Wed | Feb 19, 2020

Low demand for houses - NHT

Published:Friday | November 21, 2014 | 12:00 AM
Martin Miller (left), acting managing director, National Housing Trust (NHT), goes over some documents with Donald Moore, senior general manager at the NHT, during Parliament's Public Administration and Appropriations Committee meeting on Wednesday. - Jermaine Barnaby/Photographer

Daraine Luton, Senior Staff Reporter

FEWER THAN 18,000 Jamaicans with income to purchase homes are desirous of doing so, the National Housing Trust (NHT) has said.

A report prepared for Parliament's Public Administration and Appropriations Committee (PAAC), shows that the total effective demand for NHT housing solutions between April 2009 and March 2014 was 17,339.

The term effective demand is a representation of the actual amount of goods or services that buyers are purchasing in a given market. It is a reflection of the extent to which buyers' income, perceptions and needs combine to result in an actual purchase rather than a mere desire to purchase.

Notwithstanding the low demand, the NHT has only written 4,753 loans over the period which represents 27 per cent of demand captured in its survey.

Martin Miller, the acting managing director of the NHT, told the committee that approximately 75 per cent of persons contributing to the NHT are not benefiting. He said there are currently 444,000 contributors and that there are 101,000 mortgagors.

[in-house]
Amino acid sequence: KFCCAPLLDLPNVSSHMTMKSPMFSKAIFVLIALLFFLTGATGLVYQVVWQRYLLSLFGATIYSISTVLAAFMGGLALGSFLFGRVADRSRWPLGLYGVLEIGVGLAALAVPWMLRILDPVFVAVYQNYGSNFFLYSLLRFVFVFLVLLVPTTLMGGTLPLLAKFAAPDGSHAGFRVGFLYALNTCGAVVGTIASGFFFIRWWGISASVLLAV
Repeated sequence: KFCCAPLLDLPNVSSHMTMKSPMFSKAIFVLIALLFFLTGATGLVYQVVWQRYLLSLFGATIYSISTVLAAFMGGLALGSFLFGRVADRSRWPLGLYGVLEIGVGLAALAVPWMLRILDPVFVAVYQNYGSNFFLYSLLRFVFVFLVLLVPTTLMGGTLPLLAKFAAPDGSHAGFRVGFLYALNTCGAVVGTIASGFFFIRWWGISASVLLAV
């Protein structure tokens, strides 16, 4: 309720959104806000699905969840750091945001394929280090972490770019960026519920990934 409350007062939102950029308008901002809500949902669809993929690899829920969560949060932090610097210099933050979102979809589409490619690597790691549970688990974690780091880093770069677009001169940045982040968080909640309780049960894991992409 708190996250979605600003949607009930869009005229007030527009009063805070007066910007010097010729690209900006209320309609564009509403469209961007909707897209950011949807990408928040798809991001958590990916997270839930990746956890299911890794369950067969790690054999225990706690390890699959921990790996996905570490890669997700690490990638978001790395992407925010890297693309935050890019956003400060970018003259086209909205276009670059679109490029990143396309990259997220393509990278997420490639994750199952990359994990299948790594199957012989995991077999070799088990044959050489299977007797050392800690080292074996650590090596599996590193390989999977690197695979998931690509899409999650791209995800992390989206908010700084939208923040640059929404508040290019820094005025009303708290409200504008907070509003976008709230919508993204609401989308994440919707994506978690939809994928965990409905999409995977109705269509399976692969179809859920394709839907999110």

"NHT needs to do more to enable a larger group of beneficiaries from the contributors," Ed Bartlett, the PAAC chairman, said.

Miller said the NHT's management is currently reviewing the loan amounts and intends to make a recommendation to the board by January on whether to raise the ceiling from $4.5 million for a contributor.

"The analysis of demand and the NHT's satisfaction of this must be viewed from an economic standpoint," the report said.

"Housing is a good just like any other. Changes in disposable income over the period would have had an impact on the demand for both. Adjustments to salaries over the period have been minimal, while inflation has eaten away nearly half of their values since 2009. While shelter is a basic necessity, home ownership is not, and consumers will put off their intended goals of owning a home so that they can afford other necessities like food and health care," the report said.

It referenced data published by the Statistical Institute of Jamaica which said that it costs the average new home buyer 45 per cent less to pay to rent than to pay mortgages.


Meanwhile, the NHT said there is a low demand for even the cheapest houses. Donald Moore, senior general manager at the NHT, said both demand and supply for those units are low.

"We are looking at diversifying the options available and that, we believe, will drive some more demand from those persons who are eligible," Moore said.

The First Step Housing Programme has seen the expenditure of $14 million, way below the $72 million which was budgeted.

First Step homes are constructed at a cost of approximately $1.1 million each, excluding land and major infrastructure works. The unit is a superstudio with floor area of 29.7 metres (320 sq ft), and adequate facilities for expansion.